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Does Tramadol Cause Headaches? | How to Avoid & Prepare

Peter Manza, PhD profile image
Reviewed By Peter Manza, PhD • Updated Feb 9, 2024 • 7 cited sources

Tramadol can cause headaches as a side effect. In fact, according to clinical studies, headaches are reported in up to 32% of individuals who use the drug.[1]

Why Headaches Are a Common Side Effect of Tramadol

Headaches are among the more frequently reported side effects of tramadol due to its complex interactions with both the central nervous system and neurotransmitter systems.[1] Its primary action is to bind to mu opioid receptors and limit the perception of pain. In this process, it can alter levels of different chemicals in the system, causing a headache when the user is not used to having the drug in their system.

Tramadol can affect other receptors and neurotransmitters like serotonin and norepinephrine.[2] The increase in serotonin activity and the associated impact on blood vessel constriction can often have adverse effects, such as triggering a headache.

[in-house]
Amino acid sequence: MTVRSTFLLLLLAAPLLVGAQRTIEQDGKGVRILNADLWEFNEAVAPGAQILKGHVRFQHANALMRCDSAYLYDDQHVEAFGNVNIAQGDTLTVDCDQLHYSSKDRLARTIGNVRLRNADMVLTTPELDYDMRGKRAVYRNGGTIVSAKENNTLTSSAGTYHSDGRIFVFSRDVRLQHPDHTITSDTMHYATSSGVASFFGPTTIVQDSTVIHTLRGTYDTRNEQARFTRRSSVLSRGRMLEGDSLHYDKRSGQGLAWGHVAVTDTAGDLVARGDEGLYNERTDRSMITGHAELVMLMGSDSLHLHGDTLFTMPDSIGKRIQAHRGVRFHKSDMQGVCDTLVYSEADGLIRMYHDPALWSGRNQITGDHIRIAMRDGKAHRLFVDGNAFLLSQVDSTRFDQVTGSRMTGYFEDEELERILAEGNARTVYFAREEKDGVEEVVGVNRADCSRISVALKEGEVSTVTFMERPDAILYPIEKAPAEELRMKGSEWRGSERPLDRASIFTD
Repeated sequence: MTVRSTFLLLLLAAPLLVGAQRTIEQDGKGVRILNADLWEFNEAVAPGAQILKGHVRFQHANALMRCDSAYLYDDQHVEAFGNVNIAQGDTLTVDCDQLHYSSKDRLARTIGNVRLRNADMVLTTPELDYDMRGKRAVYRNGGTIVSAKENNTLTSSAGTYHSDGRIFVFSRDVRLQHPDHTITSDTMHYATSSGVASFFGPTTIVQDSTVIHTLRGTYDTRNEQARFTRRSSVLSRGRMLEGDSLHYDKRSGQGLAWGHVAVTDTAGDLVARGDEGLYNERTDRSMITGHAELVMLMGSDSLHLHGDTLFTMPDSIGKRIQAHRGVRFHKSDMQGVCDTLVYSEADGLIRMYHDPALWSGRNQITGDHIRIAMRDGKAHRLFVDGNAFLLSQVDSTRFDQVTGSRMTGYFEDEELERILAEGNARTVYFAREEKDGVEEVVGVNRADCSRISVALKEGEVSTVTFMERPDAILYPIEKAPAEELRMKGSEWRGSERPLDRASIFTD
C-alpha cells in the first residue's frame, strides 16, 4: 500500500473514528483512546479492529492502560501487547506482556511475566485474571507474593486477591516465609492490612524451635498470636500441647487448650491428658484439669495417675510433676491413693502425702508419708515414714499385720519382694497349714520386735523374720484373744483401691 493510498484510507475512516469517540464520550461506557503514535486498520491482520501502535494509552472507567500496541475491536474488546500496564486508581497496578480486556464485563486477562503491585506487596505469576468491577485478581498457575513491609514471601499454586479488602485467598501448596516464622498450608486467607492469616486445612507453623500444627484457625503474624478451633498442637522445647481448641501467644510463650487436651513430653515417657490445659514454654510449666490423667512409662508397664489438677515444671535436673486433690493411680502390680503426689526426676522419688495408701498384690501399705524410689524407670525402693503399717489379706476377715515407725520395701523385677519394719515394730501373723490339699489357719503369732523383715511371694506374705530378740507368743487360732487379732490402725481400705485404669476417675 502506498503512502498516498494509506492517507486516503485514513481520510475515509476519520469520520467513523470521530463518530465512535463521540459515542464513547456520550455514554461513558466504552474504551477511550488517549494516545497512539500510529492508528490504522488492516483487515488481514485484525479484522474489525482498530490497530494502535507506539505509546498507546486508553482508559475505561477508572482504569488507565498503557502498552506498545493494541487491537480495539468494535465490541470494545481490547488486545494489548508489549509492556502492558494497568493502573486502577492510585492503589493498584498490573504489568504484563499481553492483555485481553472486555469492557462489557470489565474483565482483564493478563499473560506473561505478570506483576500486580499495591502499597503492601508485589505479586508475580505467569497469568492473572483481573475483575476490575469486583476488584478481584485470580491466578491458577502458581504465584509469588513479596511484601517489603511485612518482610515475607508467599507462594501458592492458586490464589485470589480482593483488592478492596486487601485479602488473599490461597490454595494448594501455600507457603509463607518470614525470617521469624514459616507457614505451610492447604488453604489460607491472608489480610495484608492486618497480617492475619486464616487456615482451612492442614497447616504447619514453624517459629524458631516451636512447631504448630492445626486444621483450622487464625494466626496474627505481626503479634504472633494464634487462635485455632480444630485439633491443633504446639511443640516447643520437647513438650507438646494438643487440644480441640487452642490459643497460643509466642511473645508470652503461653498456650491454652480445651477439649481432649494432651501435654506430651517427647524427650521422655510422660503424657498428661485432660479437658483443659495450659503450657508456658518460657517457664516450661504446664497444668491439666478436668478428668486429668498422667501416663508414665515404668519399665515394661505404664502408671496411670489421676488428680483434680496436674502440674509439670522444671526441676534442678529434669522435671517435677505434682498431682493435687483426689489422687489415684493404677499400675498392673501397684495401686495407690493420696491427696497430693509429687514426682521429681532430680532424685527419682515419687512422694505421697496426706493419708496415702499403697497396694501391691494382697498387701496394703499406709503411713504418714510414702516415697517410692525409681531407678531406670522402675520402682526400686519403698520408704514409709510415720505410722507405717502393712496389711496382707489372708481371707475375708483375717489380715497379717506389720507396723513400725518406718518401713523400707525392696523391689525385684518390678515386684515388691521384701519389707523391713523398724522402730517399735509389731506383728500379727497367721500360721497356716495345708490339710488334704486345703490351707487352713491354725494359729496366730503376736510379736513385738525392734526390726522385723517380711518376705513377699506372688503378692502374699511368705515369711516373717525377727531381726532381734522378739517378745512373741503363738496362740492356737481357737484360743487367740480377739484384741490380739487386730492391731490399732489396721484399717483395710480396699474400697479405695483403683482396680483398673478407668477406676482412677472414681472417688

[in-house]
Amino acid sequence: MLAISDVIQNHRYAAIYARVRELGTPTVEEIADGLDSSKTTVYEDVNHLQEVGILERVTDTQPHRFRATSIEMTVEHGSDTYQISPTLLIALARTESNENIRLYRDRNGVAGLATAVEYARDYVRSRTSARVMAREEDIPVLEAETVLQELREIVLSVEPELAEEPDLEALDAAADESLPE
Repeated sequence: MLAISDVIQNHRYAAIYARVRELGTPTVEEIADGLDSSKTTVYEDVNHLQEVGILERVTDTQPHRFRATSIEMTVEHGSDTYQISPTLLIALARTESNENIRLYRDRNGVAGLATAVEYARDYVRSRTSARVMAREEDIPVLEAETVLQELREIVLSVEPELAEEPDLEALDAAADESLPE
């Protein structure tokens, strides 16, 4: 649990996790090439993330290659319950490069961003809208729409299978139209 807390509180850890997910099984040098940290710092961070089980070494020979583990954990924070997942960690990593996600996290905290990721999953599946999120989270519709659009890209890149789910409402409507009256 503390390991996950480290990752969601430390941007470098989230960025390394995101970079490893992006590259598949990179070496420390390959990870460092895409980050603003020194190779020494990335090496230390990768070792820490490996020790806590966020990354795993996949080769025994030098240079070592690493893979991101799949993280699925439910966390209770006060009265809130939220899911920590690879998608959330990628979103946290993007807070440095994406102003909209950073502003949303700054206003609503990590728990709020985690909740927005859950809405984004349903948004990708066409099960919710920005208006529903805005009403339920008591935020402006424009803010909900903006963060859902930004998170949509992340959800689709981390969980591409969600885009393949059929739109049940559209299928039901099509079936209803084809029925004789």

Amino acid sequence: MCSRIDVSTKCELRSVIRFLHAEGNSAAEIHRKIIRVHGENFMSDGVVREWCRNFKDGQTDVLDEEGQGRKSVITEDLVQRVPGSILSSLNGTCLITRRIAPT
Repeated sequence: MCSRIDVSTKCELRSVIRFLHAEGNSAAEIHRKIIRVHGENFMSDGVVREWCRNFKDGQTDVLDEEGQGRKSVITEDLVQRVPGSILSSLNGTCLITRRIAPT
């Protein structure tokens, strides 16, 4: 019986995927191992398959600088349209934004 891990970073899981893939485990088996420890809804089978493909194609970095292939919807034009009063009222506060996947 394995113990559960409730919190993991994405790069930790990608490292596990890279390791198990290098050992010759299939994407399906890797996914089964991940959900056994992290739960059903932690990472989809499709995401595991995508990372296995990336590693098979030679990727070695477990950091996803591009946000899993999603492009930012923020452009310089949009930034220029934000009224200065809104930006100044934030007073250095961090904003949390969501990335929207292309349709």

Because tramadol alters neurotransmitter activity to change how pain is processed and sensory perception, headaches may occur as a result of this change.[1] 

Individual sensitivity levels to tramadol specifically and opioids in general play a role in why some people develop headaches when taking the drug and others don’t. Those who are prone to headaches in general, people who have a hard time processing opioids, and those who are on other medications or have underlying conditions may be more likely to develop headaches after tramadol use.

Tramadol & Migraines

It is not recommended to use tramadol for the purposes of treating chronic migraine headaches. Despite this, some physicians use it with triptans in an attempt to shorten migraine attacks and limit further attacks.[6]